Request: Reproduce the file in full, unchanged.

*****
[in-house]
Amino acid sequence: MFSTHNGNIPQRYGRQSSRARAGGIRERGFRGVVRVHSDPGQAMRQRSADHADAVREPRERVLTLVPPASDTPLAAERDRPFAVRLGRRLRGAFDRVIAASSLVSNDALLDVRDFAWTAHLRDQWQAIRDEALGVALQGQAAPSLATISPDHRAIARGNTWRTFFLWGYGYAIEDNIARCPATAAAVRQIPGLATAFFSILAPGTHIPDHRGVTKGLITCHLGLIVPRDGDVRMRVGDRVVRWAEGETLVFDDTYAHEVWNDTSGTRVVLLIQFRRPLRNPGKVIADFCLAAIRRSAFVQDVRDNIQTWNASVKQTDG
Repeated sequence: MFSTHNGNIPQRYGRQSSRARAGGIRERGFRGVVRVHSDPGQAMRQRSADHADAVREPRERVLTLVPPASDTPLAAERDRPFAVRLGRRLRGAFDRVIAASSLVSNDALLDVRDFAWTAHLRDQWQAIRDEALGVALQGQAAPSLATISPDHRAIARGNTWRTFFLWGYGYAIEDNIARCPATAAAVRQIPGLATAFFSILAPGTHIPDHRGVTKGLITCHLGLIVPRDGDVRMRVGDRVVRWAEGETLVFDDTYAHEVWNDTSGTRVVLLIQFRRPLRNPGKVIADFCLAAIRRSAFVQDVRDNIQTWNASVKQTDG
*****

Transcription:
[in-house]
Amino acid sequence: MFSTHNGNIPQRYGRQSSRARAGGIRERGFRGVVRVHSDPGQAMRQRSADHADAVREPRERVLTLVPPASDTPLAAERDRPFAVRLGRRLRGAFDRVIAASSLVSNDALLDVRDFAWTAHLRDQWQAIRDEALGVALQGQAAPSLATISPDHRAIARGNTWRTFFLWGYGYAIEDNIARCPATAAAVRQIPGLATAFFSILAPGTHIPDHRGVTKGLITCHLGLIVPRDGDVRMRVGDRVVRWAEGETLVFDDTYAHEVWNDTSGTRVVLLIQFRRPLRNPGKVIADFCLAAIRRSAFVQDVRDNIQTWNASVKQTDG
Repeated sequence: MFSTHNGNIPQRYGRQSSRARAGGIRERGFRGVVRVHSDPGQAMRQRSADHADAVREPRERVLTLVPPASDTPLAAERDRPFAVRLGRRLRGAFDRVIAASSLVSNDALLDVRDFAWTAHLRDQWQAIRDEALGVALQGQAAPSLATISPDHRAIARGNTWRTFFLWGYGYAIEDNIARCPATAAAVRQIPGLATAFFSILAPGTHIPDHRGVTKGLITCHLGLIVPRDGDVRMRVGDRVVRWAEGETLVFDDTYAHEVWNDTSGTRVVLLIQFRRPLRNPGKVIADFCLAAIRRSAFVQDVRDNIQTWNASVKQTDG